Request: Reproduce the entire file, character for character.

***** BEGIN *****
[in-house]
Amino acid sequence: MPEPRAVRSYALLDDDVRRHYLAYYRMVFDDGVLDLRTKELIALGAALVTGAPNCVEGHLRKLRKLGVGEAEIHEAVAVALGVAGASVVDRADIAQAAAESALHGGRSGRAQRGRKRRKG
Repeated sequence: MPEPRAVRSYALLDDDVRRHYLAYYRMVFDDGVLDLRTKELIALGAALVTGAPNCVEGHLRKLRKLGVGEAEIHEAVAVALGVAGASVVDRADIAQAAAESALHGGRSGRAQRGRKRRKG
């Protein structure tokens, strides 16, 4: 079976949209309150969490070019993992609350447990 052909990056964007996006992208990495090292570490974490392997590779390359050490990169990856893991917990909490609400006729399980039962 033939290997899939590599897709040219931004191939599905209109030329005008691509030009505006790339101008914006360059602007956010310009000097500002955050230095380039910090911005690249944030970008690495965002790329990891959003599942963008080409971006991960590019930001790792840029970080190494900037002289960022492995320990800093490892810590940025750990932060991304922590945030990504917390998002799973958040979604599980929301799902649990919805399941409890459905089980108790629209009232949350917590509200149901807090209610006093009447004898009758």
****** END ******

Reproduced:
[in-house]
Amino acid sequence: MPEPRAVRSYALLDDDVRRHYLAYYRMVFDDGVLDLRTKELIALGAALVTGAPNCVEGHLRKLRKLGVGEAEIHEAVAVALGVAGASVVDRADIAQAAAESALHGGRSGRAQRGRKRRKG
Repeated sequence: MPEPRAVRSYALLDDDVRRHYLAYYRMVFDDGVLDLRTKELIALGAALVTGAPNCVEGHLRKLRKLGVGEAEIHEAVAVALGVAGASVVDRADIAQAAAESALHGGRSGRAQRGRKRRKG
């Protein structure tokens, strides 16, 4: 079976949209309150969490070019993992609350447990 052909990056964007996006992208990495090292570490974490392997590779390359050490990169990856893991917990909490609400006729399980039962 033939290997899939590599897709040219931004191939599905209109030329005008691509030009505006790339101008914006360059602007956010310009000097500002955050230095380039910090911005690249944030970008690495965002790329990891959003599942963008080409971006991960590019930001790792840029970080190494900037002289960022492995320990800093490892810590940025750990932060991304922590945030990504917390998002799973958040979604599980929301799902649990919805399941409890459905089980108790629209009232949350917590509200149901807090209610006093009447004898009758």